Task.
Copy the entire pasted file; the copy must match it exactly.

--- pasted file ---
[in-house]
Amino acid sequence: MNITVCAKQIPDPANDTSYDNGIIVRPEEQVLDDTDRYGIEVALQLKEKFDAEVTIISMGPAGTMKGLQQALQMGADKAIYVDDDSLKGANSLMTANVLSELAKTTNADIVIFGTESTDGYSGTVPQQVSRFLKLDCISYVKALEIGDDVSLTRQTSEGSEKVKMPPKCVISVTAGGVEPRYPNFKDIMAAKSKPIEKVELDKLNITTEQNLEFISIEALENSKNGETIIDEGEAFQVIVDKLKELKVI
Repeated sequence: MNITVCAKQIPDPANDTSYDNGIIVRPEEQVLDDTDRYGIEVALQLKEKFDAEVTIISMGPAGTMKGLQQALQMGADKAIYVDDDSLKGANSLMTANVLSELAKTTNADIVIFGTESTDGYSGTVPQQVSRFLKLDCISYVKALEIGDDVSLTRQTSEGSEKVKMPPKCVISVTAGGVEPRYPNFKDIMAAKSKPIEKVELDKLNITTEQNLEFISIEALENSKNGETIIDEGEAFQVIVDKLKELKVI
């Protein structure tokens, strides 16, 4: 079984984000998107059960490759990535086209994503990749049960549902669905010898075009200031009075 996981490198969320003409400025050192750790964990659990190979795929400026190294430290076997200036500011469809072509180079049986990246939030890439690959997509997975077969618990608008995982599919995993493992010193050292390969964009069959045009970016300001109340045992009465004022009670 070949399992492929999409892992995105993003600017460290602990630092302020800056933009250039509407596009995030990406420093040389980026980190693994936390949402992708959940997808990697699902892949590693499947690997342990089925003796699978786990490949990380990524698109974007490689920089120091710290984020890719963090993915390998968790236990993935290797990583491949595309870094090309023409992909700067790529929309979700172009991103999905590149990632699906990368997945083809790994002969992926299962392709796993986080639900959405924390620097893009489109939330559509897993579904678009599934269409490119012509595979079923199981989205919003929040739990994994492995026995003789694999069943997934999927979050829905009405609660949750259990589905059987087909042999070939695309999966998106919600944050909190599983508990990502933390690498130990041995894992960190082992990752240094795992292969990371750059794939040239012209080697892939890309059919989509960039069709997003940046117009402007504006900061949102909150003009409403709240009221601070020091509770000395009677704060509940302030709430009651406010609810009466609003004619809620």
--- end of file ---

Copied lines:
[in-house]
Amino acid sequence: MNITVCAKQIPDPANDTSYDNGIIVRPEEQVLDDTDRYGIEVALQLKEKFDAEVTIISMGPAGTMKGLQQALQMGADKAIYVDDDSLKGANSLMTANVLSELAKTTNADIVIFGTESTDGYSGTVPQQVSRFLKLDCISYVKALEIGDDVSLTRQTSEGSEKVKMPPKCVISVTAGGVEPRYPNFKDIMAAKSKPIEKVELDKLNITTEQNLEFISIEALENSKNGETIIDEGEAFQVIVDKLKELKVI
Repeated sequence: MNITVCAKQIPDPANDTSYDNGIIVRPEEQVLDDTDRYGIEVALQLKEKFDAEVTIISMGPAGTMKGLQQALQMGADKAIYVDDDSLKGANSLMTANVLSELAKTTNADIVIFGTESTDGYSGTVPQQVSRFLKLDCISYVKALEIGDDVSLTRQTSEGSEKVKMPPKCVISVTAGGVEPRYPNFKDIMAAKSKPIEKVELDKLNITTEQNLEFISIEALENSKNGETIIDEGEAFQVIVDKLKELKVI
């Protein structure tokens, strides 16, 4: 079984984000998107059960490759990535086209994503990749049960549902669905010898075009200031009075 996981490198969320003409400025050192750790964990659990190979795929400026190294430290076997200036500011469809072509180079049986990246939030890439690959997509997975077969618990608008995982599919995993493992010193050292390969964009069959045009970016300001109340045992009465004022009670 070949399992492929999409892992995105993003600017460290602990630092302020800056933009250039509407596009995030990406420093040389980026980190693994936390949402992708959940997808990697699902892949590693499947690997342990089925003796699978786990490949990380990524698109974007490689920089120091710290984020890719963090993915390998968790236990993935290797990583491949595309870094090309023409992909700067790529929309979700172009991103999905590149990632699906990368997945083809790994002969992926299962392709796993986080639900959405924390620097893009489109939330559509897993579904678009599934269409490119012509595979079923199981989205919003929040739990994994492995026995003789694999069943997934999927979050829905009405609660949750259990589905059987087909042999070939695309999966998106919600944050909190599983508990990502933390690498130990041995894992960190082992990752240094795992292969990371750059794939040239012209080697892939890309059919989509960039069709997003940046117009402007504006900061949102909150003009409403709240009221601070020091509770000395009677704060509940302030709430009651406010609810009466609003004619809620």